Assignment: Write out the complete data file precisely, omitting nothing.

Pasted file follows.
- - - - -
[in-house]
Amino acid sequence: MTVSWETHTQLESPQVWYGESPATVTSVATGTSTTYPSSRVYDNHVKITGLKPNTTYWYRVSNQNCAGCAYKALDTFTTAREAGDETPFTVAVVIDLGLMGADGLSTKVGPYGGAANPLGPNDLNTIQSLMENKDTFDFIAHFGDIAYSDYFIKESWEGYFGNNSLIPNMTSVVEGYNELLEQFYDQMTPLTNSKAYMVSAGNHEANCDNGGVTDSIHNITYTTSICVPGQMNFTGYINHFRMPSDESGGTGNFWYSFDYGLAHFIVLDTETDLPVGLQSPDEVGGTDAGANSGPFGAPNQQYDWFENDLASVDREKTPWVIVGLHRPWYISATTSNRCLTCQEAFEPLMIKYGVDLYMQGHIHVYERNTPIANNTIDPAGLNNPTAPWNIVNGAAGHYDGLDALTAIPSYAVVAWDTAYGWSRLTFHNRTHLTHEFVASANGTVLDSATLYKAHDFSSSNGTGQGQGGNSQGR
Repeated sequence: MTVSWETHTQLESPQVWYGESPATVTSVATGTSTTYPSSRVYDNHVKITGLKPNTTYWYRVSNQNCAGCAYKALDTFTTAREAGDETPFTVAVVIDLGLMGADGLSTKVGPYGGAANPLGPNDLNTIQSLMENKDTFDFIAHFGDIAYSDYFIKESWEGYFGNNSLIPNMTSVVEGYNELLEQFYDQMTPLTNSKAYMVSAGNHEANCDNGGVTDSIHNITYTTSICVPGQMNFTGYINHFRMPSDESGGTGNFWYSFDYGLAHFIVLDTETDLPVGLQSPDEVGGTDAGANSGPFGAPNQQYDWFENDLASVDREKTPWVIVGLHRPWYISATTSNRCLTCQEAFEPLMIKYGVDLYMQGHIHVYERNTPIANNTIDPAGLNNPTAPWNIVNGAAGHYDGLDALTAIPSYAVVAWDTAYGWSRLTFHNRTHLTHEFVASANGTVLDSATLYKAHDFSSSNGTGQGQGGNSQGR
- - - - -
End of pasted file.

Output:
[in-house]
Amino acid sequence: MTVSWETHTQLESPQVWYGESPATVTSVATGTSTTYPSSRVYDNHVKITGLKPNTTYWYRVSNQNCAGCAYKALDTFTTAREAGDETPFTVAVVIDLGLMGADGLSTKVGPYGGAANPLGPNDLNTIQSLMENKDTFDFIAHFGDIAYSDYFIKESWEGYFGNNSLIPNMTSVVEGYNELLEQFYDQMTPLTNSKAYMVSAGNHEANCDNGGVTDSIHNITYTTSICVPGQMNFTGYINHFRMPSDESGGTGNFWYSFDYGLAHFIVLDTETDLPVGLQSPDEVGGTDAGANSGPFGAPNQQYDWFENDLASVDREKTPWVIVGLHRPWYISATTSNRCLTCQEAFEPLMIKYGVDLYMQGHIHVYERNTPIANNTIDPAGLNNPTAPWNIVNGAAGHYDGLDALTAIPSYAVVAWDTAYGWSRLTFHNRTHLTHEFVASANGTVLDSATLYKAHDFSSSNGTGQGQGGNSQGR
Repeated sequence: MTVSWETHTQLESPQVWYGESPATVTSVATGTSTTYPSSRVYDNHVKITGLKPNTTYWYRVSNQNCAGCAYKALDTFTTAREAGDETPFTVAVVIDLGLMGADGLSTKVGPYGGAANPLGPNDLNTIQSLMENKDTFDFIAHFGDIAYSDYFIKESWEGYFGNNSLIPNMTSVVEGYNELLEQFYDQMTPLTNSKAYMVSAGNHEANCDNGGVTDSIHNITYTTSICVPGQMNFTGYINHFRMPSDESGGTGNFWYSFDYGLAHFIVLDTETDLPVGLQSPDEVGGTDAGANSGPFGAPNQQYDWFENDLASVDREKTPWVIVGLHRPWYISATTSNRCLTCQEAFEPLMIKYGVDLYMQGHIHVYERNTPIANNTIDPAGLNNPTAPWNIVNGAAGHYDGLDALTAIPSYAVVAWDTAYGWSRLTFHNRTHLTHEFVASANGTVLDSATLYKAHDFSSSNGTGQGQGGNSQGR